Little Lawler has big game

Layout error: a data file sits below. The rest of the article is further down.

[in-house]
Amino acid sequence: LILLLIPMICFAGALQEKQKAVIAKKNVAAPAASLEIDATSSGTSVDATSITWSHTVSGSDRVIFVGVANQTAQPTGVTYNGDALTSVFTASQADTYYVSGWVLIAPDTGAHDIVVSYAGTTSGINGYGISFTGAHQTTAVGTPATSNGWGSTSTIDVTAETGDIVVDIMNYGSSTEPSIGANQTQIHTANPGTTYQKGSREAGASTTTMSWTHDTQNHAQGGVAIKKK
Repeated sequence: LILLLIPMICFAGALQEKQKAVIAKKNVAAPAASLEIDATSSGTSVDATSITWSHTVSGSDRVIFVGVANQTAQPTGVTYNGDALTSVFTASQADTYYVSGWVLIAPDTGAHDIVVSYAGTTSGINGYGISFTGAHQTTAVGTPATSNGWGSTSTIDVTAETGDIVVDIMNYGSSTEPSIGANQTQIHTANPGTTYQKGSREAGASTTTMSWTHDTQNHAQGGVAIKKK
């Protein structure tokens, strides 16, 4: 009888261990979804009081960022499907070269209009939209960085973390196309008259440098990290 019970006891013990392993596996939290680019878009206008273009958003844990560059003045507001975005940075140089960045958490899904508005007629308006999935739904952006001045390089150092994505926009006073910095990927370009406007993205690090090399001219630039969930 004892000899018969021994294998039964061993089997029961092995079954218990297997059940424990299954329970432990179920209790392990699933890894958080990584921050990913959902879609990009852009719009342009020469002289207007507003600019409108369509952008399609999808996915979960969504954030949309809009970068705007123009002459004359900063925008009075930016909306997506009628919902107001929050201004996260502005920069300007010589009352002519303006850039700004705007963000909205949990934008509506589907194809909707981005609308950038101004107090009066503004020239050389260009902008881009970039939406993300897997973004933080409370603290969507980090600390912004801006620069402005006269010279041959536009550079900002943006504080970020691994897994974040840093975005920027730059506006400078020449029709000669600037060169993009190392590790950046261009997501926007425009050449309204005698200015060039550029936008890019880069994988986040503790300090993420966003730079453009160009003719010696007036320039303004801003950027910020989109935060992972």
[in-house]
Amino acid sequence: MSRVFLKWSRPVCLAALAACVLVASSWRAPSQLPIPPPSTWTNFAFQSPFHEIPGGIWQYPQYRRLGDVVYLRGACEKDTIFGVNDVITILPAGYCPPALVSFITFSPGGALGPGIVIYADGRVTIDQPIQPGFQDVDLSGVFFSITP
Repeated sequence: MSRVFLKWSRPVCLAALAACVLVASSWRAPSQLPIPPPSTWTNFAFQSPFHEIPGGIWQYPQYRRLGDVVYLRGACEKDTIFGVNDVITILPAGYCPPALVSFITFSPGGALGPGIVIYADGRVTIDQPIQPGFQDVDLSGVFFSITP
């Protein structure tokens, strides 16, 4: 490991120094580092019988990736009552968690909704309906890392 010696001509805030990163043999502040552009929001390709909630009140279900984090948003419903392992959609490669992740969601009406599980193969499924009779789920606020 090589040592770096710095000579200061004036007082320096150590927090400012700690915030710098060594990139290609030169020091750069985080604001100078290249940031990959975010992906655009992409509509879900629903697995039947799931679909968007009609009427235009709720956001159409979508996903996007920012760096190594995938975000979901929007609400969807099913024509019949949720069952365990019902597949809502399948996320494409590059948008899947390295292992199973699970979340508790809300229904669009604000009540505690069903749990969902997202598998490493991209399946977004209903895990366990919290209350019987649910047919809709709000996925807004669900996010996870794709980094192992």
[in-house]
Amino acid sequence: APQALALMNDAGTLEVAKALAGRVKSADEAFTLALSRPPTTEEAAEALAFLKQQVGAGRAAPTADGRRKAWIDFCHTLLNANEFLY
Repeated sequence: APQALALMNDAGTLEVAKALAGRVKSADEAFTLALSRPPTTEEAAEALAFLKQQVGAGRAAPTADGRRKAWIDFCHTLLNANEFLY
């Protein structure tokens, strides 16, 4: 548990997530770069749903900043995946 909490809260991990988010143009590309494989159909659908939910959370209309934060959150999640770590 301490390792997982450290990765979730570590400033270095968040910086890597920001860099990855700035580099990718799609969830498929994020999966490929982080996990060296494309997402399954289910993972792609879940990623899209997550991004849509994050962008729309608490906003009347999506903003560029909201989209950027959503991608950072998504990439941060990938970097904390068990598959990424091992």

first_imgGREGORY DIXON/Herald photoErika Lawler may be the smallest person on the ice, but she often has the biggest impact.Listed generously at an even five feet, Lawler has consistently made her presence felt on the ice, despite her small stature. “If you watch us play, you will notice her,” head coach Mark Johnson said. “And that is a good thing.”Even though Lawler often plays against opponents who are more than a foot taller than her, she hardly notices the difference.”I never think about how much shorter I am than someone else,” Lawler said. “Although on a faceoff it can be kind of funny when I am lining up against someone a lot bigger than me and I am at their stick length. But usually, I really never think about it, and if I did think about it, it would probably just hurt me rather than help me.”Though she was never the tallest kid growing up, Lawler has been destined to play hockey from a young age.”I come from a family that plays a lot of hockey,” Lawler said. “My dad played hockey in college, and my aunt played hockey in college, so it is just a family thing I guess. My dad coached me when I was younger, and I have just loved playing hockey ever since I can remember.”The Badgers were lucky Lawler committed to Wisconsin. Originally from Fitchburg, Mass., Lawler never thought she would come to UW. However, she visited Madison by chance when she came to watch the Badgers play the Gophers and figured she should give Wisconsin a look.”Wisconsin was my fifth choice originally,” Lawler said. “When I came here I was like, ‘Wow. This place is amazing.’ Whether it is the coaching staff, the facilities or the campus, everything about this place had a great feel to it.”Ever since coming to UW, the junior has experienced plenty of success. During her freshman campaign, Lawler scored 32 points, sixth best on the team. The next season, she led all sophomores with 38 points. But perhaps best of all, her team won the NCAA Championship both years.Despite her success, Lawler is not concerned with her point totals.”I am not thinking about how many stats I am putting up,” Lawler said. “As long as I can look myself in the mirror after the game and know that I tried my hardest, I consider it a good game. I try not to let points scored define me as a player.””She always seems to be in attack mode,” Johnson said. “She is a very good skater. She likes to have the puck, and when she doesn’t have the puck, she will go and get it.”Equally important has been Lawler’s leadership on and off the ice. As a junior and one of the team’s more experienced players, Lawler has embraced the increased responsibility.”Erika is definitely a leader,” fellow linemate Meghan Duggan said. “Not only is she an upperclassman, but she is a really vocal person on the ice. She knows hockey probably better than anyone on this team. Often times before coach comes in the locker room, she will say ‘Guys, we really need to do this,’ and then Coach (Johnson) will come in and say the exact same thing.””If you look at our forwards, she has probably been our most consistent forward since the beginning of the year,” Johnson said. “She plays every game like it is her last one and she plays tenaciously. I think that rubs off on the other players and helps them learn.”Besides her play on the ice and her leadership off it, Lawler may have helped UW with a little recruiting of her own. Duggan, a sophomore and last year’s WCHA Rookie of the Year, went to the same boarding school as Lawler — Cushing Academy — and roomed with Lawler during high school.”Just because I am here, it does not mean that [Meghan] decided to come here,” Lawler said. “However, I would always talk to her about how much I loved it. So when she is talking to someone who keeps raving about their school, she might have thought that it was worth checking out.”Once you get here and see how amazing this place is, it is an easy decision.”last_img read more